What is dementia?

Dementia is not a single disease, but an umbrella term describing a collection of symptoms from a range of conditions that cause parts of the brain to deteriorate progressively. Dementia affects functions such as memory, perception, behaviour, language, and personality.

There are more than 50 conditions known to cause the symptoms of dementia. Alzheimer’s disease is the most common, accounting for about 60-70% of cases. Other common types are vascular dementia, frontotemporal dementia, and dementia with Lewy bodies. Huntington’s disease, and prion diseases like mad cow, as well as stroke, head injuries and disorders of excessive alcohol consumption can also cause dementia. 

The story is further complicated by the fact that about a third of people with dementia have more than one underlying cause. As age increases, having combined forms or ‘mixed dementia’ becomes more common.

Ageing dementia is one of the country’s most pressing health problems. Alzheimer’s affects more than two-thirds of dementia patients, and approximately a quarter of a million Australians. The total number of dementia cases in Australia is expected to rise to 1 million by 2050. It presents significant challenges to the health care system, which makes directed research programs aimed at preventing and treating ageing dementia all the more urgent.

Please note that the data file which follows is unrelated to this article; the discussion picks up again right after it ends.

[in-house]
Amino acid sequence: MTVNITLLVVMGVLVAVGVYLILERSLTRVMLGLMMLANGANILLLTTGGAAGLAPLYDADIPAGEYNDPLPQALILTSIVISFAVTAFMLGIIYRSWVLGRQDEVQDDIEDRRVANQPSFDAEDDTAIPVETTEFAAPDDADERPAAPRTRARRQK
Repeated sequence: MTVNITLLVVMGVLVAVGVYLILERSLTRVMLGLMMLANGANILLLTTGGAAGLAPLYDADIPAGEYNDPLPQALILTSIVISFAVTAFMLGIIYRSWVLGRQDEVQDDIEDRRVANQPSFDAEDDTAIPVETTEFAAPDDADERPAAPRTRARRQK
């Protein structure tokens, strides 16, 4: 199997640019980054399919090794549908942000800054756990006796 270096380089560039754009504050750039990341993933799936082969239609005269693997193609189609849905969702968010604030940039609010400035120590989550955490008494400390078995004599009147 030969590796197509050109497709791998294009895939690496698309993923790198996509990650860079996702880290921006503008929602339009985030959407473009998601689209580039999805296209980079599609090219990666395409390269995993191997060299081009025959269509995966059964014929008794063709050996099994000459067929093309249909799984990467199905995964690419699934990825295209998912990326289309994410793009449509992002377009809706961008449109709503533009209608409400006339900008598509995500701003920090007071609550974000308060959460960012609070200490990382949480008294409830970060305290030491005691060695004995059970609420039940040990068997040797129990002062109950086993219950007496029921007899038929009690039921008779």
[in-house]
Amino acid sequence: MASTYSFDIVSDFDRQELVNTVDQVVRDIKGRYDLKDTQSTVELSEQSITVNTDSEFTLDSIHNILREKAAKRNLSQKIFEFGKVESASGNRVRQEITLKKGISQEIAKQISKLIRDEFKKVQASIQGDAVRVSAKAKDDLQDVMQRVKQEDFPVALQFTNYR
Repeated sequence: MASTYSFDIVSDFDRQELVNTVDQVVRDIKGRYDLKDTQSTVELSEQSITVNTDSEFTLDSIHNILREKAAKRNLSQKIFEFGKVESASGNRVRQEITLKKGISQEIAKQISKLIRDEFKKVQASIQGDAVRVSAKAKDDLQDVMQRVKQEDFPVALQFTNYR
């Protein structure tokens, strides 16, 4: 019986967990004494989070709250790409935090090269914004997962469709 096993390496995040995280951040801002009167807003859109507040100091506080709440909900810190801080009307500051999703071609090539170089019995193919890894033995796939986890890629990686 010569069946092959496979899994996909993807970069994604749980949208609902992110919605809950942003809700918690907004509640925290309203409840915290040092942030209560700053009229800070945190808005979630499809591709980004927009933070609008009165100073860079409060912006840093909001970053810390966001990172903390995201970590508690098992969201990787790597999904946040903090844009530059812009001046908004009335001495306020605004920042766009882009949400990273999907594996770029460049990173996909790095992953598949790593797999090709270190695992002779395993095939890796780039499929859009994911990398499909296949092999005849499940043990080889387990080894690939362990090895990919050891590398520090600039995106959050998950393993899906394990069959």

There is currently no cure for any form of dementia.

Who gets dementia?

Dementia affects around 10 per cent of people over the age of 65 and 35 per cent of people aged over 85, and is of growing concern as the world’s population ages.

  • Each day 244+ are diagnosed with dementia
  • Australians with dementia:
    2017: 413,000
    2036: 760,000 (if no effective treatment is found)
    2056: 1.1 million (if no effective treatment is found)
  • 44% male
    56% female
  • 26,000 Australians under 65 have younger onset dementia (2017)
  • 2/5 people with dementia live in regional or remote areas.
  • Indigenous Australians are 3-5 times more likely to develop dementia than non-indigenous people
  • 1/5 people with dementia is from culturally and linguistically diverse backgrounds
  • Dementia affects:
    1/10 Australians over 65
    3/10 Australians over 85
  • Cost of dementia to the economy

    Direct (mainly medical and aged-care): $9.1 billion
    Indirect (lost income and productivity): $5.6 billion
    2056 (estimated)
    Direct: $24.1 billion
    Indirect: ($12.8 billion
  • Over the next 40 years, dementia expected to cost $1 trillion
  • Carers:
    291,000+ carers
    33% in aged-care settings; 67% in the community
    74% female
    65% older than 65
    46% also have a disability